A Superior Court judge dismissed the Alaska Legislature's lawsuit to halt Gov. Bill Walker's Medicaid expansion Tuesday.
In his decision and order, Superior Court Judge Frank Pfiffner concluded that the state acted within the bounds of the law when it expanded Medicaid.
Legal arguments from both sides had focused on what was required under federal law, because state law says that Alaska must comply with federal requirements. Pfiffner sided with Walker.
"Because the Social Security Act requires expansion, state law makes the expansion group eligible for Medicaid services. Because existing law required the Governor to provide Medicaid to the expansion group, the Governor did not violate the Alaska Constitution by doing so," Pfiffner wrote.
During oral arguments in February, Pfiffner noted that there was little chance the lawsuit would be resolved by the scheduled end of the legislative session in April, given a likely appeal. He called himself a "speed bump" along the way to the Alaska Supreme Court by the losing party.
Whether the Legislature would appeal the ruling was still being considered Tuesday, Senate Majority spokeswoman Michaela Goertzen said, but "I know that's something that (the Senate majority) has said in the past that they would likely do."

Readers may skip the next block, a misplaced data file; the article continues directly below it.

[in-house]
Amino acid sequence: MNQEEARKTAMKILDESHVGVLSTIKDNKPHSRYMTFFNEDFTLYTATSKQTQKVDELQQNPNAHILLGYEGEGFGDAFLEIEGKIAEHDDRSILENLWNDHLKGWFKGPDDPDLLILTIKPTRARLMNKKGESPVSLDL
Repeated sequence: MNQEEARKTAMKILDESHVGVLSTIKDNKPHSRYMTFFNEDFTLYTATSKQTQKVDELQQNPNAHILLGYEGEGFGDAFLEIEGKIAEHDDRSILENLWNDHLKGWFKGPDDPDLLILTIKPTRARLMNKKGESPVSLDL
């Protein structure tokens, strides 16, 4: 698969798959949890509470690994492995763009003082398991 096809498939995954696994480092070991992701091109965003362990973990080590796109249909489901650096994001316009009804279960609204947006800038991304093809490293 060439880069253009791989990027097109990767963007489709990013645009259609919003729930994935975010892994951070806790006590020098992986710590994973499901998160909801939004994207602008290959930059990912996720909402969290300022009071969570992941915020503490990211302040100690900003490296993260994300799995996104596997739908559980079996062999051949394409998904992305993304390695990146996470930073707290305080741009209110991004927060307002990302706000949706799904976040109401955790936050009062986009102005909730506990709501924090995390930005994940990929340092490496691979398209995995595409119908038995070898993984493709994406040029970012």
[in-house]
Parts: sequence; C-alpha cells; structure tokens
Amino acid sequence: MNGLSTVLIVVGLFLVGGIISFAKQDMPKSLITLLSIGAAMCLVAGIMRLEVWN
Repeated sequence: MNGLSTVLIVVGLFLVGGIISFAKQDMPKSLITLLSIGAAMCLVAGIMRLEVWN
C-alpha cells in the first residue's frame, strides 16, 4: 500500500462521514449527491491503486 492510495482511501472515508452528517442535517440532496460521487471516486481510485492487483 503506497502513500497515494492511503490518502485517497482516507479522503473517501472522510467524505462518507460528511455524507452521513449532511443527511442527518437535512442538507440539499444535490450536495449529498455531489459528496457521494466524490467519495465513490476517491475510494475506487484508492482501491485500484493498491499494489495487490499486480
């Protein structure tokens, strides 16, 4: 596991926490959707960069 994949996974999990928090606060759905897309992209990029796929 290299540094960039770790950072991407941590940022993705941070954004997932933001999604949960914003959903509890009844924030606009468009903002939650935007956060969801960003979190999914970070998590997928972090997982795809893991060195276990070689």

The Legislative Council, on behalf of the Legislature, sued Walker's administration in mid-August to stop him from unilaterally expanding the health care program.
Medicaid expansion took effect Aug. 31, opening the program to childless adults whose income falls beneath 138 percent of the federal poverty level, or an annual salary of about $20,000.
"I am pleased the Superior Court agrees I have the authority to expand federally funded Medicaid coverage to thousands of Alaskans," Walker said in a prepared statement. "We will continue to work with the legislature on Medicaid redesign and reform efforts."
In his decision, Pfiffner said his role was limited to interpreting what statutes meant, not to creating new programs.
"This order interprets the law," he wrote. "It says nothing about the merits of expanding Medicaid. It says nothing about the merits of giving that choice to either the executive or the legislative branch of government."
In a prepared statement, House Democrats cheered the decision and urged the Republican-led Legislative Council to forgo any appeal.
"Lawmakers should be working toward Medicaid reform and the hundreds of millions in savings, not wasting money by suing the Governor for doing something he was obligated to do by the law," said Rep. Geran Tarr, D-Anchorage.